FDA Approves Nasal Spray To Reverse Fentanyl Overdoses
The Food and Drug Administration on Monday said that it had given regulatory approval to a nasal spray that has proven effective in reversing overdoses caused by fentanyl and other opioids.
The spray, known as Opvee, is the “the first nalmefene hydrochloride nasal spray for the emergency treatment of known or suspected opioid overdose in adults and pediatric patients 12 years of age and older,” the FDA said in the announcement, adding that it is also the “first FDA approval of nalmefene hydrochloride nasal spray for health care and community use.”
The approval is yet another step by policymakers in the United States to stem the tide of a nationwide drug crisis. Earlier this month, the U.S. Centers for Disease Control and Prevention reported that overdoses from fentanyl have spiked dramatically in recent years.
In Monday’s announcement, the FDA said that drug overdose “persists as a major public health issue in the United States, with more than 103,000 reported fatal overdoses occurring in the 12-month period ending in November 2022, primarily driven by synthetic opioids like illicit fentanyl.”
It is also part of the FDA’s “Overdose Prevention Framework,” a program launched last year “to undertake impactful, creative actions to prevent drug overdoses and reduce deaths.” Earlier this year, the FDA approved the first overdose-reversal product that can be obtained without a prescription.
“The agency continues to advance the FDA Overdose Prevention Framework and take actionable steps that encourage harm reduction by supporting the development of novel overdose reversal products,” FDA Commissioner Robert M. Califf said in Monday’s announcement.
“On the heels of the FDA’s recent approval of the first over-the-counter opioid reversal agent, the availability of nalmefene nasal spray places a new prescription opioid reversal option in the hands of communities, harm reduction groups and emergency responders.”
The opioid crisis in the United States has prompted lawmakers throughout the country to improve access to potentially life-saving drugs that can be used in the event of an overdose. The best-known is naloxone, which “has been used for decades to quickly counter overdoses of heroin, fentanyl and prescription painkillers,” according to the Associated Press.
Opvee works similarly to naloxone, the AP said, and it has “achieved similar recovery results to Narcan, the leading brand of naloxone nasal spray.”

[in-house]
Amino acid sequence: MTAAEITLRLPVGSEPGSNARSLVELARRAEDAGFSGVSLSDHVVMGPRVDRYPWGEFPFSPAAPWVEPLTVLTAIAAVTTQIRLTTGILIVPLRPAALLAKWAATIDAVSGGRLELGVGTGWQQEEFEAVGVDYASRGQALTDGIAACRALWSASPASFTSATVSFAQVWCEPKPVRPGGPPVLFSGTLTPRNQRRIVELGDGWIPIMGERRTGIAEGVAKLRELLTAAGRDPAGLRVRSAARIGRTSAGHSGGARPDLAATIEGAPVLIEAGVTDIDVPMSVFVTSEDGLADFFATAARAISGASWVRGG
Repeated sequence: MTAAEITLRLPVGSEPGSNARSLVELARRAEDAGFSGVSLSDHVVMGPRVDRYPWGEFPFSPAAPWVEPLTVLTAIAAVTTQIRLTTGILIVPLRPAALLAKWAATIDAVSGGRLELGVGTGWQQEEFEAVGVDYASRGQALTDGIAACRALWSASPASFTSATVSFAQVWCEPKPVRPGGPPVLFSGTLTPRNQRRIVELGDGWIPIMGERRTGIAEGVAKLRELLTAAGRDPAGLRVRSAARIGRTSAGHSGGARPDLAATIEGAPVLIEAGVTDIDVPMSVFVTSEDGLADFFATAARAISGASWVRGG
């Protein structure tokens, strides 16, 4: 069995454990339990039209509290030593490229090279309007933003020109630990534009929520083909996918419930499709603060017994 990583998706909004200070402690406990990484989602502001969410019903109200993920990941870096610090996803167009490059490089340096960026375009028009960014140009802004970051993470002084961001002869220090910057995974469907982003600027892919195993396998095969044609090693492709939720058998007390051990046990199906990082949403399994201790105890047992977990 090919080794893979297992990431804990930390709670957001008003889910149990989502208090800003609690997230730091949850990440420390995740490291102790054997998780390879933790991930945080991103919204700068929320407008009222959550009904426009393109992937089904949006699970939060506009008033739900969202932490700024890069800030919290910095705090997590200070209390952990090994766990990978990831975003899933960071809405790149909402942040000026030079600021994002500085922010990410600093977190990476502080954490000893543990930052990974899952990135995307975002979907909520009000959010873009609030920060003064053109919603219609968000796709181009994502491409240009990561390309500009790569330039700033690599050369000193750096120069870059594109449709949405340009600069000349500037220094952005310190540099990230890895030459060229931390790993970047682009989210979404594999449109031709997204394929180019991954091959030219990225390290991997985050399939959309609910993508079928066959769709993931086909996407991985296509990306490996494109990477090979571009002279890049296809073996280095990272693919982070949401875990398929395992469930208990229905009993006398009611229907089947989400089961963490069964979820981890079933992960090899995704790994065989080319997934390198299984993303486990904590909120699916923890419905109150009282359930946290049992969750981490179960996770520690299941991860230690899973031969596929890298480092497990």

“The approval of Opvee was supported by safety and pharmacokinetic studies, as well as a study in people who use opioids recreationally to assess how quickly the drug works. The most common adverse reactions include nasal discomfort, headache, nausea, dizziness, hot flush, vomiting, anxiety, fatigue, nasal congestion and throat irritation, pain in the nose (rhinalgia), decreased appetite, skin redness (erythema) and excessive sweating (hyperhidrosis). The use of nalmefene hydrochloride in patients who are opioid-dependent may result in opioid withdrawal characterized by the following signs and symptoms: body aches, diarrhea, fast heart rate (tachycardia), fever, runny nose, sneezing, goosebumps (piloerection), sweating, yawning, nausea or vomiting, nervousness, restlessness or irritability, shivering or trembling, abdominal cramps, weakness and increased blood pressure.”
In Minnesota, lawmakers are pushing to make Narcan available in schools.
“We simply cannot tolerate more needless loss of life. We have to act with urgency and we have to act now,” said Minnesota state Sen. Kelly Morrison, a Democrat, who is sponsoring the bill.
In its report released earlier this month, the CDC found that 69,943 people died of a fentanyl-induced overdose in 2021, which equals to a rate of 21.6 and is up considerably from 2016, when 18,499 died of an overdose from fentanyl at a rate of 5.7.
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